Can Technology Save Brick-and-Mortar Retail?November 25, 2015
Fast fashion and e-commerce have been two of the most disruptive forces in the apparel industry in recent years. In fact, the explosive growth of e-commerce has caused some industry pundits to predict the demise of brick-and-mortar retail.
Brick and mortar retailing is alive and well, though. That was the consensus of a panel of experts at Sourcing Journal’s “Currents of Change” Summit last month in New York.
Our own Mark Burstein, NGC’s president of sales, marketing and R&D, participated in a lively panel discussion with Janice Wang, CEO of Alvanon, an apparel sizing and fit company; Hebe Schecter, president of textiles company Kaltex North America; and John Harmon, senior analyst at Fung Business Intelligence Center.
Panel participants touched on a wide range of topics – improving speed to market, understanding what consumers really want, making stores more relevant – and ultimately, how supply chain and other advanced technology can give brick-and-mortar retailers and brands a competitive edge.
Sourcing Journal recently wrote an article summarizing the panel discussion, and we think you’ll enjoy it. Let us know what you think:
Ask anyone in the know what turned the apparel industry on its head and the answer is likely to be one of two things: Zara or e-commerce. Both helped to fan the flames of consumers’ desire for new styles at relatively cheap prices however and whenever they want to shop—and brands and retailers alike have been playing catch-up for years.
But there are still plenty of lessons to learn from both business models, as a panel of experts stressed to attendees at Sourcing Journal’s “Currents of Change” Summit last week in New York.
“Brick-and-mortar is not going away,” stated Mark Burstein, president of sales, marketing and research and development at NGC Software. “It will never go away because a lot of times you go shopping with your family, you go shopping with your friends; it’s a memory event. But the goal is to really get the product that the customer wants and the one finite constraint with brick-and-mortar retailers is retail space. You can’t build more walls as quickly as you can get the right products.” [[more]]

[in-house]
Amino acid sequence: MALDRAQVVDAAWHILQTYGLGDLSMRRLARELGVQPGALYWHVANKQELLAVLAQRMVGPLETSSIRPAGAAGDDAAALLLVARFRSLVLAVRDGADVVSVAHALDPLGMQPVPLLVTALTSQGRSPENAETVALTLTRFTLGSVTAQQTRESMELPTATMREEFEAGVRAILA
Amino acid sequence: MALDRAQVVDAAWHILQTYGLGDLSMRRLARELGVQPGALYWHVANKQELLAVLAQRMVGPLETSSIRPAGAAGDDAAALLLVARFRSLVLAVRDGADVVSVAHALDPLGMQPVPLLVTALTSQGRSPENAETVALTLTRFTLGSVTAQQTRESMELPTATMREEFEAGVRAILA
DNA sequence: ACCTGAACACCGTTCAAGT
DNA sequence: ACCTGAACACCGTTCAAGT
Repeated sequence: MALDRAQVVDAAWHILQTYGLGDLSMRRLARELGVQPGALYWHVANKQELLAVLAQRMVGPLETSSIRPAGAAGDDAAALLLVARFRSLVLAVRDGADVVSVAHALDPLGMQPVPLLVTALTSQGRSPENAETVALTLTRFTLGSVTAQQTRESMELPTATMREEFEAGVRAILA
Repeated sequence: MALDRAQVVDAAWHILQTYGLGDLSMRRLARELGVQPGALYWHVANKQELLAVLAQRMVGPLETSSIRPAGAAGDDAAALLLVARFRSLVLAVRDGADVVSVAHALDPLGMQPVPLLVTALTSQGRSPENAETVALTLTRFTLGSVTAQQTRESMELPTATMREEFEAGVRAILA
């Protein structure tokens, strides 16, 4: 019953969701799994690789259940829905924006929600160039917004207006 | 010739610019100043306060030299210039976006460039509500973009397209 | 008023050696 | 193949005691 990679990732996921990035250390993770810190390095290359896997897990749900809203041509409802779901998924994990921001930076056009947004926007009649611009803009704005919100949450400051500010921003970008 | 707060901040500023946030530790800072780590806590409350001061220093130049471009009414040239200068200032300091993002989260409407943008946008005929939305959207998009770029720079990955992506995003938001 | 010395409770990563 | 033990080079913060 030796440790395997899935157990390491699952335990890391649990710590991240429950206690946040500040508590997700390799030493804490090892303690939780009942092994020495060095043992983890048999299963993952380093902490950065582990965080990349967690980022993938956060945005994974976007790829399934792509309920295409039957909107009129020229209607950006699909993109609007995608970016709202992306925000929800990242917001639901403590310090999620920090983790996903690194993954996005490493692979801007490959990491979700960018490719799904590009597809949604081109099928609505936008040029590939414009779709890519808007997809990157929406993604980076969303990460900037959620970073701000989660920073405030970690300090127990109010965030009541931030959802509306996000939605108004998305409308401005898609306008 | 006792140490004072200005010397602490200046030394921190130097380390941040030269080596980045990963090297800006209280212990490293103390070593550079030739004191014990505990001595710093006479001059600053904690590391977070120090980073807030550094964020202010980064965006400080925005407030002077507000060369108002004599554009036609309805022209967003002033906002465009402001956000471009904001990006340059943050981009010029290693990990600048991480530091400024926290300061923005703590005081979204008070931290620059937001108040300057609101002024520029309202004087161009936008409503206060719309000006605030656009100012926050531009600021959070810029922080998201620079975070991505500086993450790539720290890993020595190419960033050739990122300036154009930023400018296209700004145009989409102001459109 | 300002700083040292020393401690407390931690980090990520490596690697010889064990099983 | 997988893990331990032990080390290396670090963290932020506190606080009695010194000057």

“What we’re all dealing with is this idea of speed to market,” agreed Janice Wang, CEO of apparel sizing and fit company Alvanon. “I think a lot of people are chasing this model of fast fashion, keeping people entertained and consumers coming back into your store and having this constant newness.”
“The supply chain has become very, very important,” Burstein continued. “The Zara model is really about getting the product to the customer as quickly as possible, the one who will pay full price because that’s where you make the most profits. It’s not about creating floor sets—how can we get it to the consumer who wants to buy it?”
“We are in the era of faster, cheaper,” echoed Hebe Schecter, president of textiles company Kaltex North America. “We’re trying to connect samples and costing and manufacturing. The only way to connect all those dots is through technology.”
She added, “I believe the only way for us to be better, more efficient and compete all over the world is to understand what the end-consumer wants.”
Burstein agreed, pointing out the need for a feedback loop so that as things are selling in the stores, everyone has access to point-of-sale information for each one of those products so more can be made if needs be, or if the merchandise isn’t moving, it can be dropped.